The Prestige

Movie review by
Cynthia Fuchs, Common Sense Media
The Prestige Movie Poster Image
Rival magicians battle in smart, dark period tale.
  • PG-13
  • 2006
  • 135 minutes
Popular with kidsParents recommend

Parents say

age 13+
Based on 19 reviews

Kids say

age 13+
Based on 50 reviews

A lot or a little?

The parents' guide to what's in this movie.

Positive Messages

Characters lie to each another incessantly, as well as commit murder and suicide; deception (in magic tricks and in audiences' desire to be fooled) as a theme.

Violence

Explicit deaths by hanging, gunfire, and drowning (all are only briefly shown, but it's clear enough what's going on); bodies (human and cat) zapped by electric currents; hand is shot, resulting in blood and missing fingers; fingers chopped off hand (as a sign of commitment and "sacrifice" to art/life of magic); fall through a trapdoor leads to injury and a permanent limp.

Sex

Some kissing and passionate embracing by a married couple and later by a different, adulterous couple; women in showy, bustiers on magicians' assistants; adultery.

Language

Mild profanity: a couple of instances of "s--t," as well as "damn" and "ass."

Consumerism

Thematic: Magicians promote their own shows by crashing other magicians' shows with placards.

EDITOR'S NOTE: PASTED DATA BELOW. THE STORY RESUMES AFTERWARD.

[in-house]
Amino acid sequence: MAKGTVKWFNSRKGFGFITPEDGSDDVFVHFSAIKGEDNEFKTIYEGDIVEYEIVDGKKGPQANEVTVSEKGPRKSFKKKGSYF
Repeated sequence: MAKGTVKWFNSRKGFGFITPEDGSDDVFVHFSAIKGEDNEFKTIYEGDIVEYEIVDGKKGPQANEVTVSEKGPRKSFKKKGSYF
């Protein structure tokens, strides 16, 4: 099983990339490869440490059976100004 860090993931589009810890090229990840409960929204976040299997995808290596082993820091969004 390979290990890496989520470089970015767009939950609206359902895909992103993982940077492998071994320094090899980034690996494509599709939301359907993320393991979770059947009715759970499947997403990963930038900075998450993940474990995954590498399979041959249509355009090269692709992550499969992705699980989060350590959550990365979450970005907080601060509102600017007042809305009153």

Drinking, Drugs & Smoking

Drinking to the point of drunkenness (the result of frustration in neglected wife and ambitious magician).

What parents need to know

Parents need to know that The Prestige is dark period piece about dueling magicians that includes several violent deaths: two by drowning (the victims' frightened faces are visible), two by hanging, and another by shooting. Other violence includes one man shooting another's hand (there's some blood, and fingers are lost); the revelation that a bird has been smashed into a bloody pancake during a trick to simulate its "disappearance"; the accidental smashing of a woman's hand in a similar trick; and a man submitting to having his fingers chopped off (the action isn't shown, but the noise of the chop and his facial expression are jarring). Other than the violence, there's not too much to worry about -- a little sexual activity (mostly just kissing), fairly mild language, and some drinking.

User Reviews

Adult Written byarkguy July 6, 2010
Adult Written by528HZ August 10, 2013

Over-hyped failure..and NOT for kids

THE PRESTIGE is just ugly - bleak, violent and depressing. Focuses on the worst of human nature. Definitely NOT one for kids or teenagers... contains disturbi... Continue reading
Kid, 11 years old April 23, 2009

cool

this film was grim and weird but the acting was great!!!!!
Teen, 13 years old Written bypatbart2 April 9, 2008

What's the story?